Part of CFAR's mission is the actual rationality-instruction it does. But another part is taking people possibly interested in rationality, and introducing them to the broader community of people interested in existential risk mitigation or other effective altruism, and epistemic rationality. Even if CFAR doesn't know how to teach all these things yet, combining people who know each of these things will produce a community with the virtues the world needs.

In the course of the conversation, Anna asked me why I cared about this so much - what was my "Something to Protect"? This question helped me clarify what I really was worried about.

In my post on effective altruism, I mentioned that a likely extremely high-leverage way to help the world was to help people working on mitigating existential risk. The difficulty is that the magnitude of the risks, and the impact of the mitigation efforts, is really, really hard to assess. An existential risk is not something like malaria, where we can observe how often it occurs. By definition we haven't observed even one event that kills off all humans. So how can we assess the tens or hundreds of potential threats?

A while before, Anna had shared a web applet that let you provide your estimates for, e.g., the probability each year of a given event like global nuclear war or the development of friendly AI, and it would tell you the probability that humanity survived a certain number of years. I tried it out, and in the process, realized that:

Something Is Wrong With My Brain and I Don't Know How to Fix It

For one of these rates, I asked myself the probability in each year, and got back something like 2%.

But then I asked myself the probability in a decade, and got back something like 5%.

A century? 6%.

That can't be right. My intuitions seem obviously inconsistent. But how do I know which one to use, or how to calibrate them?

Eliezer Yudkowsky started writing the Sequences to fix whatever was wrong with people's brains that was stopping them from noticing and doing something about existential risk. But a really big part of this is gaining the epistemic rationality skills necessary to follow highly abstract arguments, modeling events that we have not and cannot observe, without getting caught by shiny but false arguments.

I know my brain is inadequate to the task right now. I read Yudkowsky's arguments in the FOOM Debate and I am convinced. I read Robin Hanson's arguments and am convinced. I read Carl Shulman's arguments and am convinced. But they don't all agree! To save the world effectively - instead of throwing money in the direction of the person who has most recently made a convincing argument - we need to know how to judge these things.

In Which I Extract Valuable Concessions from CFAR in Exchange for Some Money

Then it turned out CFAR was looking for another match-pledger for their upcoming end/beginning of year matched donations fundraiser. Anna suggested that CFAR might be willing to agree to commit to certain epistemic rationality projects in exchange. I was skeptical at first - if CFAR didn't already think these were first-best uses of its money, why should I think I have better information? - but on balance I can't think of a less-bad outcome than what we actually got, because I do think these things are urgently needed, and I think that if CFAR isn't doing them now, it will only get harder to pivot from its current program of almost exclusively teaching instrumental rationality and personal effectiveness.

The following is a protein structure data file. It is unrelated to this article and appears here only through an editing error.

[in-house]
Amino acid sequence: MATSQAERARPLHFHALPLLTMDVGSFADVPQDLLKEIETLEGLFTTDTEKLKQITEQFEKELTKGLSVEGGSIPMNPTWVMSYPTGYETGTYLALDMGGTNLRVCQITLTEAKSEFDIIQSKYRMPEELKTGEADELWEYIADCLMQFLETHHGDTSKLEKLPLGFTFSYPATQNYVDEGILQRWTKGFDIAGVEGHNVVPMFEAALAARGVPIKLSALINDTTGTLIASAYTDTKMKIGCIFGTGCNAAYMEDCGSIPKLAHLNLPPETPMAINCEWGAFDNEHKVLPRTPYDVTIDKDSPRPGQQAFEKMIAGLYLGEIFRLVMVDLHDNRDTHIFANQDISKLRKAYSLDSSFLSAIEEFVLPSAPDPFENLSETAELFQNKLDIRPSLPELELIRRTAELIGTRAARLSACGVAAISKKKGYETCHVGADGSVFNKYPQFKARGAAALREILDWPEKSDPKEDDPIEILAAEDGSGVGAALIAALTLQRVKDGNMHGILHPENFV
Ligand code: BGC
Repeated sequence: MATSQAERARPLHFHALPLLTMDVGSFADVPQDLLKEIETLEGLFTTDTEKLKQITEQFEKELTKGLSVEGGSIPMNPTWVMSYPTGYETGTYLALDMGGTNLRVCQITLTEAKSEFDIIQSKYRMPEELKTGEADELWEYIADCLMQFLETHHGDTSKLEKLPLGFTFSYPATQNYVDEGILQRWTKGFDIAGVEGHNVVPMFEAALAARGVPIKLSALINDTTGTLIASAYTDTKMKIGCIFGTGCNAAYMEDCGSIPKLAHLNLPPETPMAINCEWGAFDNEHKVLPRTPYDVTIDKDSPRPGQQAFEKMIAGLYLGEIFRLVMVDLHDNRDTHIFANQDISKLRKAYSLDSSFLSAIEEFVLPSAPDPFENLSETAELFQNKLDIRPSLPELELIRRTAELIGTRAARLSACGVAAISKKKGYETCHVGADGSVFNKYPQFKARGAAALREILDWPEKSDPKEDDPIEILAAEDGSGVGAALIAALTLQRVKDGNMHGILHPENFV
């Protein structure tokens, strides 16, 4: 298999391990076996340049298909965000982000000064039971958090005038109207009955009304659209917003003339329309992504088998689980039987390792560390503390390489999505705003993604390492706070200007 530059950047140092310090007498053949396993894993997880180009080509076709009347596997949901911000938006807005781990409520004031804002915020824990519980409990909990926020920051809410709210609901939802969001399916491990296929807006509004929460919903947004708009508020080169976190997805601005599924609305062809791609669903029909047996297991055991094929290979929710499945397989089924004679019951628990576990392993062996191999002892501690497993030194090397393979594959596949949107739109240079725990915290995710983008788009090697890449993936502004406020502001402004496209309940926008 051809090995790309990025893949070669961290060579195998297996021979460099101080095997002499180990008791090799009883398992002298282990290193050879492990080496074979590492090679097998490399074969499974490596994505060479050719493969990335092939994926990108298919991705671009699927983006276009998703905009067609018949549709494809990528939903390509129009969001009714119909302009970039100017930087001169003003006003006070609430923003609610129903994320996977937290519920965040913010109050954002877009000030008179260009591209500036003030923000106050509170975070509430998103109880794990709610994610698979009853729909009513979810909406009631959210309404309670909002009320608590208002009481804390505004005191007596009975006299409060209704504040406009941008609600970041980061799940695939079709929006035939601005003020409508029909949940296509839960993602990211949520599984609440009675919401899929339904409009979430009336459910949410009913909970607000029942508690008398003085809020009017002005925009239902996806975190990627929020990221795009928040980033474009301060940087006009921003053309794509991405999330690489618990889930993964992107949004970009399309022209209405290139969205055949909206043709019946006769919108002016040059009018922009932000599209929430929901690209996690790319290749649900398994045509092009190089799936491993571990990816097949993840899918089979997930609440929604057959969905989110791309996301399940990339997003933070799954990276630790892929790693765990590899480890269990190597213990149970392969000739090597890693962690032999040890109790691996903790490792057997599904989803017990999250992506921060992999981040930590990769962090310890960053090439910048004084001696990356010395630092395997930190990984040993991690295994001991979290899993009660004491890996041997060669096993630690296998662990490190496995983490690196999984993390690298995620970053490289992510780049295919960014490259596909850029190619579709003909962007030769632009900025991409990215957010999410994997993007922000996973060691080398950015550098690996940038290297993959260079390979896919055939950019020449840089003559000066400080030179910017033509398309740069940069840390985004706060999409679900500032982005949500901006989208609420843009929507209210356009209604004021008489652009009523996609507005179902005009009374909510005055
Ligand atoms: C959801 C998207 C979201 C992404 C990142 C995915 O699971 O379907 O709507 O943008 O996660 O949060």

We hashed out what kinds of programs CFAR would be willing to do on the Epistemic Rationality front, and agreed that these things would get done if enough money is donated to activate my pledge:

  • Participate in Tetlock's Good Judgment Project to learn more about what rationality skills help make good predictions, or would help but are missing
  • Do three more online randomized experiments to test more epistemic rationality techniques
  • Do one in-person randomized trial of an epistemic rationality training technique.
  • Run three one-day workshops on epistemic rationality, with a mixture of old and new material, as alpha tests.
  • Bring at least one epistemic rationality technique up to the level where it goes into the full workshops.

And of course CFAR will continue with a lot of the impressive work it's already been doing.

Here are the topics that I asked them to focus on for new research:

Here are the major "epistemic rationality" areas where I'd love to see research:
  • Noticing Confusion (& doing something about it)
  • Noticing rationalization, and doing something to defuse it, e.g. setting up a line of retreat
  • Undistractability/Eye-on-the-ball/12th virtue/"Cut the Enemy"/"Intent to Win" (this kind of straddles epistemic and instrumental rationality AFAICT but distractions usually look like epistemic failures)
  • Being specific / sticking your neck out / being possibly wrong instead of safely vague / feeling an "itch" to get more specific when you're being vague